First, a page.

View Full Version : Pre Workout Meal

Matthieu Hertilus
03-01-2009, 01:59 PM
I've recently read about the benefits of a bcaa/creatine combo drink as a pre workout "meal." Since I am someone who likes early morning workouts because I work later on that same morning, would it be a bad idea to have a bcaa/creatine drink upon waking up before I go to the gym since I don't have the time to eat breakfast and let that digest? (i.e. would i be saying farewell to the muscle I'm trying to keep while trimming down?) Any thoughts on that question, bcaa/cratine drinks in general/ and pre workout nutrition would be very helpful. Thank You.

Steven Low
03-01-2009, 02:15 PM
Okay let's think about this...

What do BCAA and creatine do?

So why do you think you would "lose" muscle mass again?

Kevin Perry
03-01-2009, 02:26 PM
skip breakfast.... eat more bacon

Matthieu Hertilus
03-01-2009, 04:25 PM
I thought after fasting all night from sleeping, further delaying a meal + exercising might be catabolic

Dave Van Skike
03-01-2009, 04:35 PM
I thought after fasting all night from sleeping, further delaying a meal + exercising might be catabolic


you'll be fine.

Todd Mccraw
03-03-2009, 06:18 AM
I feel that if you are training hard enough, it's like a signal to your body to retain it's muscle regardless of your food intake. Now this could be taken to extremes, but I mean in moderation.

Everybody is different, and you have to find what works best for you. Experiment a little, and record what's happening. Also remember that as you progress, your body changes and you may have to add or take away things. I know this sounds generic, but I have food logs and body stats from years ago, and it makes it easier for me to go back and see what I felt worked for me at certain times, and what didn't.

But for peace of mind, you could try the BCAA's and Creatine during your workout. I will do this sometimes if I take my calories lower than normal. About halfway through, I start sipping on it and finish it with my workout.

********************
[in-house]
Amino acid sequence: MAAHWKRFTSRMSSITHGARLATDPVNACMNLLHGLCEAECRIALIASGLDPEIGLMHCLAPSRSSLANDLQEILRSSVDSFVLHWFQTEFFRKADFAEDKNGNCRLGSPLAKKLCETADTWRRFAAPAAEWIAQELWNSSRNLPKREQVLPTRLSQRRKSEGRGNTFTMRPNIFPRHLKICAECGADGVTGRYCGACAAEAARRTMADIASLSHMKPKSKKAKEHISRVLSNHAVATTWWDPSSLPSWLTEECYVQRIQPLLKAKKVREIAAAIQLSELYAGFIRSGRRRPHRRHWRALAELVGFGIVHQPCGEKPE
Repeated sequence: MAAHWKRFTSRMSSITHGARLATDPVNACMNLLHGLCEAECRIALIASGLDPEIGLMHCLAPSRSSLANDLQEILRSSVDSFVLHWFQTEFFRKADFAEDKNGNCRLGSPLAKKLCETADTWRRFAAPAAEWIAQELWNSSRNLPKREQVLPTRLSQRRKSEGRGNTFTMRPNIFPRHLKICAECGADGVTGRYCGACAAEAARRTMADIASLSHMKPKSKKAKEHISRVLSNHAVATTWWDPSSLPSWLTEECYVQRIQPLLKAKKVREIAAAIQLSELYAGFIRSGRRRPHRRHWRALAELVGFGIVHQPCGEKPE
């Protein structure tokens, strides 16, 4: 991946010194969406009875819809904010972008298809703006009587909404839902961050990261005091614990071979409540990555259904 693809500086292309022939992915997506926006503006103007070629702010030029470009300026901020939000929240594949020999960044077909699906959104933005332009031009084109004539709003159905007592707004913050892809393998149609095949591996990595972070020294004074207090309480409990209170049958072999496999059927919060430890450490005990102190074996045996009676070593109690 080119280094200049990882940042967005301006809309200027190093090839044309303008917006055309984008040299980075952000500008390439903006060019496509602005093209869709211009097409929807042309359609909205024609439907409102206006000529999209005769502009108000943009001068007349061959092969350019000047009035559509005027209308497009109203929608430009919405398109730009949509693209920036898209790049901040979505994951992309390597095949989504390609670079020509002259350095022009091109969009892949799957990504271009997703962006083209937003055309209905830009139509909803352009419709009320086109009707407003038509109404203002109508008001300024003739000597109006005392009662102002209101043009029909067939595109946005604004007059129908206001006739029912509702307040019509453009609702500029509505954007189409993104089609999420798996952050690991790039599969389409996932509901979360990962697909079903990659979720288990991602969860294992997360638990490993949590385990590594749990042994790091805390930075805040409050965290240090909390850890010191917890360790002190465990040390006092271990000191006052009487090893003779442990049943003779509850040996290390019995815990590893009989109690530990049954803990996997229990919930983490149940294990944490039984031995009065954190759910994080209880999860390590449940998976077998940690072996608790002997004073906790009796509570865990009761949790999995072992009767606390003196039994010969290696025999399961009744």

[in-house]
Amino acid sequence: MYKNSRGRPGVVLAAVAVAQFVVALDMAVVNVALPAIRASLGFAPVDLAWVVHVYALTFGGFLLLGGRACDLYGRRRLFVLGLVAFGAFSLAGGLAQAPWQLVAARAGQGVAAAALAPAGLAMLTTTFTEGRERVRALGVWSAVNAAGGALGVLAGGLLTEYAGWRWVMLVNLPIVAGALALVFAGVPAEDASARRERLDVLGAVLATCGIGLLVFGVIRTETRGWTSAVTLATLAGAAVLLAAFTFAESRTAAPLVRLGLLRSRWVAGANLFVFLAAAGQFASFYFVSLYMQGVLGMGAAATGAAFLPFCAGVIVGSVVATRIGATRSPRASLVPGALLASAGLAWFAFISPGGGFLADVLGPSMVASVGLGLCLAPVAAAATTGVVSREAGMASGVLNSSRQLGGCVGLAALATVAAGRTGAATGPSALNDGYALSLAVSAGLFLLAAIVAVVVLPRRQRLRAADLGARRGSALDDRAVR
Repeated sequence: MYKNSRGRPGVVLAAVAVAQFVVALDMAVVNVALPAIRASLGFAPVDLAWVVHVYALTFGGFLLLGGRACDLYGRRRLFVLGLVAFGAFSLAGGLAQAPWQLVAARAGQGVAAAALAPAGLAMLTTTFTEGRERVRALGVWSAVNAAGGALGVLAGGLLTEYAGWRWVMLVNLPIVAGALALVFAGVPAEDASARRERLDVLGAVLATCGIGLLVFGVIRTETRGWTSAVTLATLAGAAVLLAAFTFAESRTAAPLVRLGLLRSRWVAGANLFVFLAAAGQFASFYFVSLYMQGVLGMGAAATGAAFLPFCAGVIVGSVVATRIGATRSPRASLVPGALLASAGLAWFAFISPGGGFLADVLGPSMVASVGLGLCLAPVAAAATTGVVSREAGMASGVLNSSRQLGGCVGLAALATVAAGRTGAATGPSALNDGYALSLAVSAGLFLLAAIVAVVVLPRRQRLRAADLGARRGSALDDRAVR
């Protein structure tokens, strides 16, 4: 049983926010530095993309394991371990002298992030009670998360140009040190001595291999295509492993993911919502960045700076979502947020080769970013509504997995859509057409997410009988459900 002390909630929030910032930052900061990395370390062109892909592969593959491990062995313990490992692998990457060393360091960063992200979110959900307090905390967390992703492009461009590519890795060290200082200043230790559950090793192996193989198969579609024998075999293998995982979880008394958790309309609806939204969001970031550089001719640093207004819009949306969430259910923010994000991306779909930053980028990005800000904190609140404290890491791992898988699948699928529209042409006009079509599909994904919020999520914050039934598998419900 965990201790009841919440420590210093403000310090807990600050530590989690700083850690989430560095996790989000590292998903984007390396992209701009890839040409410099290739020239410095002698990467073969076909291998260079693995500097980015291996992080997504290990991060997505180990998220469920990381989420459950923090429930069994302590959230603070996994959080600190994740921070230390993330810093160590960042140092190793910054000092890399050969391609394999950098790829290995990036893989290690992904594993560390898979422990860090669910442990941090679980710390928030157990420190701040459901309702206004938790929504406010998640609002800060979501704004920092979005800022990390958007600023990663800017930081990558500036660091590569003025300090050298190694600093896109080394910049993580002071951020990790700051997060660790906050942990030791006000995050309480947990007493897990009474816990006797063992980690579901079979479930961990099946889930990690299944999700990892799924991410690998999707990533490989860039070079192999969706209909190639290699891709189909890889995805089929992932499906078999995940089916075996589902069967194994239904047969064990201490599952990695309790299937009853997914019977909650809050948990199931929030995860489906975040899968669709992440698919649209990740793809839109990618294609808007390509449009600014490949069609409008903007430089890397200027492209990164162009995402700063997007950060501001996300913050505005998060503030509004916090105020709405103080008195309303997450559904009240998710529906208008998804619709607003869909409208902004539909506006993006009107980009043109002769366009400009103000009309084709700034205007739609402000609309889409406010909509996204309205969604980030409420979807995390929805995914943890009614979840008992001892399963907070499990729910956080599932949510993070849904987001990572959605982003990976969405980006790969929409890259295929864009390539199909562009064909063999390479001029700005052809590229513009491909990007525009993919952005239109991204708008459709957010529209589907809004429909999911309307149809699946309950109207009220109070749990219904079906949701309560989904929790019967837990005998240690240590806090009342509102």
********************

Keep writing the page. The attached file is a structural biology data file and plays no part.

Then I have my normal meal at the next time.

Greg Davis
03-03-2009, 06:55 AM
The only way I would worry about that is if you were desperately trying to gain weight.

Mike ODonnell
03-03-2009, 07:15 AM
If you are doing hard strength training (and not cardio stuff), some aminos pre-workout or even during can't hurt....and may be better than pwo drinks for increased recovery purposes. It's a blood flow thing.

Timing of amino acid-carbohydrate ingestion alters anabolic response of muscle to resistance exercise.
Tipton KD, Rasmussen BB, Miller SL, Wolf SE, Owens-Stovall SK, Petrini BE, Wolfe RR.

Department of Surgery, University of Texas Medical Branch, Galveston, Texas 77550, USA. ktipton@utmb.edu

The present study was designed to determine whether consumption of an oral essential amino acid-carbohydrate supplement (EAC) before exercise results in a greater anabolic response than supplementation after resistance exercise. Six healthy human subjects participated in two trials in random order, PRE (EAC consumed immediately before exercise), and POST (EAC consumed immediately after exercise). A primed, continuous infusion of L-[ring-(2)H(5)]phenylalanine, femoral arteriovenous catheterization, and muscle biopsies from the vastus lateralis were used to determine phenylalanine concentrations, enrichments, and net uptake across the leg. Blood and muscle phenylalanine concentrations were increased by approximately 130% after drink consumption in both trials. Amino acid delivery to the leg was increased during exercise and remained elevated for the 2 h after exercise in both trials. Delivery of amino acids (amino acid concentration times blood flow) was significantly greater in PRE than in POST during the exercise bout and in the 1st h after exercise (P < 0.05). Total net phenylalanine uptake across the leg was greater (P = 0.0002) during PRE (209 +/- 42 mg) than during POST (81 +/- 19). Phenylalanine disappearance rate, an indicator of muscle protein synthesis from blood amino acids, increased after EAC consumption in both trials. These results indicate that the response of net muscle protein synthesis to consumption of an EAC solution immediately before resistance exercise is greater than that when the solution is consumed after exercise, primarily because of an increase in muscle protein synthesis as a result of increased delivery of amino acids to the leg.

Steven Low
03-03-2009, 08:37 AM
Summarizing everything + adding a few:

1. [strength/metcon] workouts are muscle retaining

2. BCAAs stimulate anabolic response

3. "Catabolic" states are overrated. Unless you're not getting enough food to maintain muscle mass you'll generally keep it.

4. Fasting is FINE for muscle mass... as long as you get good quality cals. Take a look at the intermittent fasting forum...

5. There is also the fact to consider that SLEEP IS THE MOST ANABOLIC TIME for the body. The "fast" during the night is not as important as the increase in hormones flowing around which allow your body's tissues to repair themselves... hence why ditching sleep messes up your recovery badly. Sleep itself, even with the fast, is not catabolic.

As I said in another thread...

TBH the whole anabolic/catabolic thing is overblown. People worry more about this stuff than actually WORKING HARD DURING WORKOUTS... which is what is going to make the most difference in performance and body composition (provided quality diet choices).